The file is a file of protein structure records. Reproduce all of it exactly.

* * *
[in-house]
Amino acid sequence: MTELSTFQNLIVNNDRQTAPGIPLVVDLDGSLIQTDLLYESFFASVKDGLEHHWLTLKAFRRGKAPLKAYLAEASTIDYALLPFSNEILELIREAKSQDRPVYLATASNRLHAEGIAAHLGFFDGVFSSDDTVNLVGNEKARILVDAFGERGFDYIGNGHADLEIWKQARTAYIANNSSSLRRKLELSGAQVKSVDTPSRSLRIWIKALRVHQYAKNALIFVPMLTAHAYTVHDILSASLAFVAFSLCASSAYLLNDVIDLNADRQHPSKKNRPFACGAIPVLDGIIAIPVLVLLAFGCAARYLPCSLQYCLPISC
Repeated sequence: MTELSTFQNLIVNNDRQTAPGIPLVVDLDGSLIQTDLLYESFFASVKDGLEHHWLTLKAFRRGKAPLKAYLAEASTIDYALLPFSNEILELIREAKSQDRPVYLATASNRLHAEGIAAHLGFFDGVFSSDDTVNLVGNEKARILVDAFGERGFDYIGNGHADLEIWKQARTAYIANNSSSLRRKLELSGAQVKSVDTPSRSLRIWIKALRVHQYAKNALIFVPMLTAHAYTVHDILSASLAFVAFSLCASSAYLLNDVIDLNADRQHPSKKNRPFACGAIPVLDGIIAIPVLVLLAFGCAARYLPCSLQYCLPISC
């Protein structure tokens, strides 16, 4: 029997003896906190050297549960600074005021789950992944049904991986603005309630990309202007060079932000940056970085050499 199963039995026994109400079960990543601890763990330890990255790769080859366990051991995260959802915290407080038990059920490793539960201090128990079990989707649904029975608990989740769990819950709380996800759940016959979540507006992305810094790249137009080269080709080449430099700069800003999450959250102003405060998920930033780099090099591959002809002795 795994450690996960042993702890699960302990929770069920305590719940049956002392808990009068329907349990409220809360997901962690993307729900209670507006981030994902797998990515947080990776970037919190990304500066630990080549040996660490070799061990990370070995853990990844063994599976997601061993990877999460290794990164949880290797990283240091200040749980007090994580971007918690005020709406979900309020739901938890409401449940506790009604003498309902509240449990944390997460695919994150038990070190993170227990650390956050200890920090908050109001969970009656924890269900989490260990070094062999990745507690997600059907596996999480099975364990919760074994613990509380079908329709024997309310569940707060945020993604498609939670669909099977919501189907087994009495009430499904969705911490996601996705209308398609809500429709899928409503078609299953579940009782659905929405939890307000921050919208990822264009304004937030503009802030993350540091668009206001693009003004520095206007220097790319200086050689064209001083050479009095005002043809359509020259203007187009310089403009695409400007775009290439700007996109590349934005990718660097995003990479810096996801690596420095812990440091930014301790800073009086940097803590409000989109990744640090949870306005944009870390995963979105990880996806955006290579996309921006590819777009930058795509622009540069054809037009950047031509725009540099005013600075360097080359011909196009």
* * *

[in-house]
Amino acid sequence: MTELSTFQNLIVNNDRQTAPGIPLVVDLDGSLIQTDLLYESFFASVKDGLEHHWLTLKAFRRGKAPLKAYLAEASTIDYALLPFSNEILELIREAKSQDRPVYLATASNRLHAEGIAAHLGFFDGVFSSDDTVNLVGNEKARILVDAFGERGFDYIGNGHADLEIWKQARTAYIANNSSSLRRKLELSGAQVKSVDTPSRSLRIWIKALRVHQYAKNALIFVPMLTAHAYTVHDILSASLAFVAFSLCASSAYLLNDVIDLNADRQHPSKKNRPFACGAIPVLDGIIAIPVLVLLAFGCAARYLPCSLQYCLPISC
Repeated sequence: MTELSTFQNLIVNNDRQTAPGIPLVVDLDGSLIQTDLLYESFFASVKDGLEHHWLTLKAFRRGKAPLKAYLAEASTIDYALLPFSNEILELIREAKSQDRPVYLATASNRLHAEGIAAHLGFFDGVFSSDDTVNLVGNEKARILVDAFGERGFDYIGNGHADLEIWKQARTAYIANNSSSLRRKLELSGAQVKSVDTPSRSLRIWIKALRVHQYAKNALIFVPMLTAHAYTVHDILSASLAFVAFSLCASSAYLLNDVIDLNADRQHPSKKNRPFACGAIPVLDGIIAIPVLVLLAFGCAARYLPCSLQYCLPISC
């Protein structure tokens, strides 16, 4: 029997003896906190050297549960600074005021789950992944049904991986603005309630990309202007060079932000940056970085050499 199963039995026994109400079960990543601890763990330890990255790769080859366990051991995260959802915290407080038990059920490793539960201090128990079990989707649904029975608990989740769990819950709380996800759940016959979540507006992305810094790249137009080269080709080449430099700069800003999450959250102003405060998920930033780099090099591959002809002795 795994450690996960042993702890699960302990929770069920305590719940049956002392808990009068329907349990409220809360997901962690993307729900209670507006981030994902797998990515947080990776970037919190990304500066630990080549040996660490070799061990990370070995853990990844063994599976997601061993990877999460290794990164949880290797990283240091200040749980007090994580971007918690005020709406979900309020739901938890409401449940506790009604003498309902509240449990944390997460695919994150038990070190993170227990650390956050200890920090908050109001969970009656924890269900989490260990070094062999990745507690997600059907596996999480099975364990919760074994613990509380079908329709024997309310569940707060945020993604498609939670669909099977919501189907087994009495009430499904969705911490996601996705209308398609809500429709899928409503078609299953579940009782659905929405939890307000921050919208990822264009304004937030503009802030993350540091668009206001693009003004520095206007220097790319200086050689064209001083050479009095005002043809359509020259203007187009310089403009695409400007775009290439700007996109590349934005990718660097995003990479810096996801690596420095812990440091930014301790800073009086940097803590409000989109990744640090949870306005944009870390995963979105990880996806955006290579996309921006590819777009930058795509622009540069054809037009950047031509725009540099005013600075360097080359011909196009």